A recent LSU survey has found that Louisiana people are going out more, but are still anxious about public health - and a majority of them say they are wearing masks outside their homes.
Researchers at LSU’s Manship School of Mass Communication found that as Louisiana moves to reopen parts of its economy, Louisiana residents are moving more frequently in their communities, have anxieties about public health and the economy but remain cautious in beginning to re-engage with many economic activities.
Michael Henderson, director of LSU’s Public Policy Research Lab, and Martin Johnson, Kevin P. Reilly Sr. Chair in Political Communication and dean of the Manship School, conducted the survey with Internetbased market research and data analytics firm YouGov, re-interviewing 757 Louisiana residents age 18 or older from across the state, May 20-June 1.
Each respondent was previously interviewed April 15-28.
“This survey shows just how widespread the pandemic’s impact has been on the physical and mental health as well as the economic well-being of residents of Louisiana,” Henderson said. “Many remain concerned about these impacts and are approaching the reopening of the state cautiously.”
The survey’s main findings include:
• A large percentage of Louisiana residents know someone who has tested positive for COVID19 (42 percent) and 23 percent know someone who has died from complications related to the disease. However, the data also show the disparities between black and white Louisianans on exposure to the novel coronavirus and COVID-19. Approximately half of black Louisiana residents (49 percent) know someone who tested positive for the disease, while 39 percent of white residents do. Forty percent of black residents know someone who has died from complications related to COVID-19; the share among white respondents is 17 percent.
• Louisiana residents were more likely to leave their homes in the end of May with the governor’s relaxation of the stay-at-home order and the implementation of Phase 1: 71 percent of state residents in this more recent data say they have stayed home instead of going to work, school or other regular activities during the previous two weeks. In the Manship School’s April survey, 81 percent of the same respondents said they had stayed home during the pandemic. As more Louisiana residents leave their homes, they are more frequently wearing a face covering over their nose and mouth when outside the home. The combined share of respondents who say they either always or very often wear face coverings when outside the home (62 percent) is an increase from April when only 48 percent said they wore a face covering very often or always.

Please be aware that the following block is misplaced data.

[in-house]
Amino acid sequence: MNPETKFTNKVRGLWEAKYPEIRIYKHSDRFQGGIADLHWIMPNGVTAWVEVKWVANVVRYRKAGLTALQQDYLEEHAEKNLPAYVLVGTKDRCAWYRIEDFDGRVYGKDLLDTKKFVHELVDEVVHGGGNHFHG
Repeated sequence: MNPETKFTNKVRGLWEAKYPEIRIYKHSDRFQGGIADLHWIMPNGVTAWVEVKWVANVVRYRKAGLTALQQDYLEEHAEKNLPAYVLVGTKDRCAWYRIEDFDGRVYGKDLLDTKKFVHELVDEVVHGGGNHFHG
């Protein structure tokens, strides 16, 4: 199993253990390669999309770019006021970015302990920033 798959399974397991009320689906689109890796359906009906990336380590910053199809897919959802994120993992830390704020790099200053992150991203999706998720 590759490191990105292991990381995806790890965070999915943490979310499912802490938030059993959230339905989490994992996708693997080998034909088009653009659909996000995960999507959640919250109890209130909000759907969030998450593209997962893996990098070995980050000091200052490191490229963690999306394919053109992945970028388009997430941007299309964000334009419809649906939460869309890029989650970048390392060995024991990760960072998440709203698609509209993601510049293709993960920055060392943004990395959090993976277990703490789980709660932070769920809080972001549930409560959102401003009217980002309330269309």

• Louisiana residents are uncomfortable with many activities outside the home. A majority of state residents say, at this time, they are uncomfortable getting on an airplane (77 percent), going to a large sports or entertainment event (75 percent), eating out at a restaurant (60 percent), going to a barber shop or hair salon (56 percent), and going to a retail clothing store (54 percent). At the same time, a majority of state residents are comfortable going to a grocery store (67 percent), going to parks (63 percent) and visiting friends (58 percent).
• The survey does show more pronounced partisan differences on reopening the economy than Henderson and Johnson found in April. In the current data from May, most Democrats (89 percent) support continuing restrictions even at an economic cost, while most Republicans (68 percent) support easing restrictions for the sake of the economy even if it comes at a health cost.
The survey was funded by philanthropic support from the Kevin P. Reilly Sr. Chair in Political Communication Johnson holds. Henderson and Johnson developed the survey instrument, replicating some items from the Kaiser Family Foundation’s national polling on the spread of coronavirus.
See the full survey results at https://www.lsu.edu/manship/files/coronavirus-second-wave-results-lapublic-reactions.pdf.
Stay in touch with us anytime, anywhere.
To reach the newsroom or report a typo/correction, click HERE.
Sign up for newsletters emailed to your inbox. Select from these options: Breaking News, Evening News Headlines, Latest COVID-19 Headlines, Morning News Headlines, Special Offers